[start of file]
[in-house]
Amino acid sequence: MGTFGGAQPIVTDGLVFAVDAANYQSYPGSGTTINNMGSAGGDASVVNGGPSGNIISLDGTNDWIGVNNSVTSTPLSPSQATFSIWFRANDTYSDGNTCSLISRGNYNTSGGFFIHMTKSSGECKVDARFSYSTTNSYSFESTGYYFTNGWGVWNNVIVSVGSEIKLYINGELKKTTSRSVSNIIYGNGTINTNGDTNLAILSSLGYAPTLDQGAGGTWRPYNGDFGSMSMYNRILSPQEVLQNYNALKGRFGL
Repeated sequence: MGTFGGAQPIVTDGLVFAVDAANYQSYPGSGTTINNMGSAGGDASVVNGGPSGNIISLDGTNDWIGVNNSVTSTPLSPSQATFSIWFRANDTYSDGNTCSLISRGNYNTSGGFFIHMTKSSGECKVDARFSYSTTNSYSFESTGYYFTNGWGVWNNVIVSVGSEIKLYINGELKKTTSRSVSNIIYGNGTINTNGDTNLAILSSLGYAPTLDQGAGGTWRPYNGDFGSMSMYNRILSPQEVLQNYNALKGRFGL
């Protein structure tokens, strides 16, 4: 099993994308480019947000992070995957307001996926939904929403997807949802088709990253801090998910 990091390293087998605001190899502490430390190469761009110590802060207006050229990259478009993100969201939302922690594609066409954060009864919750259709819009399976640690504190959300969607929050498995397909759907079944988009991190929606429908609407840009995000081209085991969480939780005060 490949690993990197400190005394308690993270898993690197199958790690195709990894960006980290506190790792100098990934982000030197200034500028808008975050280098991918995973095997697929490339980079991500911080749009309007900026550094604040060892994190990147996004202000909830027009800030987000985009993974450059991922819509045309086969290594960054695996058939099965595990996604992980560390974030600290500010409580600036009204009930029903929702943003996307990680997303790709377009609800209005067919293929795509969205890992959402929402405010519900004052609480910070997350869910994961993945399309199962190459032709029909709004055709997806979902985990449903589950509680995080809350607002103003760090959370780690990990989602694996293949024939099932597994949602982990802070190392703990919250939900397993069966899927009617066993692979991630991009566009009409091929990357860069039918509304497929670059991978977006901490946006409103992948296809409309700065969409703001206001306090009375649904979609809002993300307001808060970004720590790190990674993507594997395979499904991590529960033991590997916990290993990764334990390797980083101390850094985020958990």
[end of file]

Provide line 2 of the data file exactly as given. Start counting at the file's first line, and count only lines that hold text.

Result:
Amino acid sequence: MGTFGGAQPIVTDGLVFAVDAANYQSYPGSGTTINNMGSAGGDASVVNGGPSGNIISLDGTNDWIGVNNSVTSTPLSPSQATFSIWFRANDTYSDGNTCSLISRGNYNTSGGFFIHMTKSSGECKVDARFSYSTTNSYSFESTGYYFTNGWGVWNNVIVSVGSEIKLYINGELKKTTSRSVSNIIYGNGTINTNGDTNLAILSSLGYAPTLDQGAGGTWRPYNGDFGSMSMYNRILSPQEVLQNYNALKGRFGL